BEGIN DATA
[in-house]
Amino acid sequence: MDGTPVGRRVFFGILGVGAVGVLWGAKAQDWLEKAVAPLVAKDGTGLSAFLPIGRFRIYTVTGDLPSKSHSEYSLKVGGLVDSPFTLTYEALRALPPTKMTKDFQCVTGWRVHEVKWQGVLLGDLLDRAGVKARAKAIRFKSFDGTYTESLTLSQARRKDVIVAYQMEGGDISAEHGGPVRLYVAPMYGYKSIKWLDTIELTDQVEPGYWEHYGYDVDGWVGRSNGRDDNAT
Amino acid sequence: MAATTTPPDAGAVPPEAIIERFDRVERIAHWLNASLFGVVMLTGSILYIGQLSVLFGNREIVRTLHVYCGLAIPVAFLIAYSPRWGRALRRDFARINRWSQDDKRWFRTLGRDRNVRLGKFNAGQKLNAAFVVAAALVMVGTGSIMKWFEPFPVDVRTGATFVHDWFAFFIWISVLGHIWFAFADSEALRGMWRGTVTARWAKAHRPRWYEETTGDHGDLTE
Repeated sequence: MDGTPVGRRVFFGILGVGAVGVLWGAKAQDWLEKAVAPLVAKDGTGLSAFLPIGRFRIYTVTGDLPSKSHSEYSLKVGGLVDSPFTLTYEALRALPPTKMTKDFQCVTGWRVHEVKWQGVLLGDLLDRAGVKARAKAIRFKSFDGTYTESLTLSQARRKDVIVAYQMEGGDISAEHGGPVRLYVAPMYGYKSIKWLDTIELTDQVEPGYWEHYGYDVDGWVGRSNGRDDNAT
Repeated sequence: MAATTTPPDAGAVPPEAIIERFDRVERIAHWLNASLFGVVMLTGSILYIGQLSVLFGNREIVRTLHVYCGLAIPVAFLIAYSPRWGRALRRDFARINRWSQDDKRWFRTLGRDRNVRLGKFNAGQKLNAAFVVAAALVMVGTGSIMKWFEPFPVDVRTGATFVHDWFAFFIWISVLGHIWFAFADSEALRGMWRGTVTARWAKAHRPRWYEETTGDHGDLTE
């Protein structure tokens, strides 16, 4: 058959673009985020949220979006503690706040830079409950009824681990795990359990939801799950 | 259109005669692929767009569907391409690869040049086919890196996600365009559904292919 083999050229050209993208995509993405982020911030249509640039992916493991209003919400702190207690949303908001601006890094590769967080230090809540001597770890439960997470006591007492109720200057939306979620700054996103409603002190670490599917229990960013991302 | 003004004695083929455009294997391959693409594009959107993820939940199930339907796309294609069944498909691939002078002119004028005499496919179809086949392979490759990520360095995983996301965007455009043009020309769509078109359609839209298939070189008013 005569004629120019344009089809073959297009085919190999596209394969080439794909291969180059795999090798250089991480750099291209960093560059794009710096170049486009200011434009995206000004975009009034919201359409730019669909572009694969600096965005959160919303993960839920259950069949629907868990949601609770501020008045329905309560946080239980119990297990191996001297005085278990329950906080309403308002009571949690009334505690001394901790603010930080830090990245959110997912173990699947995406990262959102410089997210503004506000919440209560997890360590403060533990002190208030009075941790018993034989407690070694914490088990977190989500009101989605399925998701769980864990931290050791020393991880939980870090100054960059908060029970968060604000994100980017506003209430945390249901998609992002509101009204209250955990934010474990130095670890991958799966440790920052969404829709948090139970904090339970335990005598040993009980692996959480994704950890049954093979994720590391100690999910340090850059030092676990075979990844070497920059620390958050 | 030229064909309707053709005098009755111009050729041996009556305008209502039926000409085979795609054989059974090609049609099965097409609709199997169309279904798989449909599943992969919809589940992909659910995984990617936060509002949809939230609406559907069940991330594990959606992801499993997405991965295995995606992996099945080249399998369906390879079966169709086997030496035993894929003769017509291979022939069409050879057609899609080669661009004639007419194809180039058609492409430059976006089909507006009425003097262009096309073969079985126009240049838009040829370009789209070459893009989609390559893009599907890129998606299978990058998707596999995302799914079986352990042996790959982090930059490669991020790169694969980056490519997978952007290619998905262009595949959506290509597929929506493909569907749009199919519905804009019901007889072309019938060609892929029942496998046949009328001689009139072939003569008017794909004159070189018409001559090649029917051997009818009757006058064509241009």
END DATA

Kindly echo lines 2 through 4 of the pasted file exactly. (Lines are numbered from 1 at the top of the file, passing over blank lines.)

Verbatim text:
Amino acid sequence: MDGTPVGRRVFFGILGVGAVGVLWGAKAQDWLEKAVAPLVAKDGTGLSAFLPIGRFRIYTVTGDLPSKSHSEYSLKVGGLVDSPFTLTYEALRALPPTKMTKDFQCVTGWRVHEVKWQGVLLGDLLDRAGVKARAKAIRFKSFDGTYTESLTLSQARRKDVIVAYQMEGGDISAEHGGPVRLYVAPMYGYKSIKWLDTIELTDQVEPGYWEHYGYDVDGWVGRSNGRDDNAT
Amino acid sequence: MAATTTPPDAGAVPPEAIIERFDRVERIAHWLNASLFGVVMLTGSILYIGQLSVLFGNREIVRTLHVYCGLAIPVAFLIAYSPRWGRALRRDFARINRWSQDDKRWFRTLGRDRNVRLGKFNAGQKLNAAFVVAAALVMVGTGSIMKWFEPFPVDVRTGATFVHDWFAFFIWISVLGHIWFAFADSEALRGMWRGTVTARWAKAHRPRWYEETTGDHGDLTE
Repeated sequence: MDGTPVGRRVFFGILGVGAVGVLWGAKAQDWLEKAVAPLVAKDGTGLSAFLPIGRFRIYTVTGDLPSKSHSEYSLKVGGLVDSPFTLTYEALRALPPTKMTKDFQCVTGWRVHEVKWQGVLLGDLLDRAGVKARAKAIRFKSFDGTYTESLTLSQARRKDVIVAYQMEGGDISAEHGGPVRLYVAPMYGYKSIKWLDTIELTDQVEPGYWEHYGYDVDGWVGRSNGRDDNAT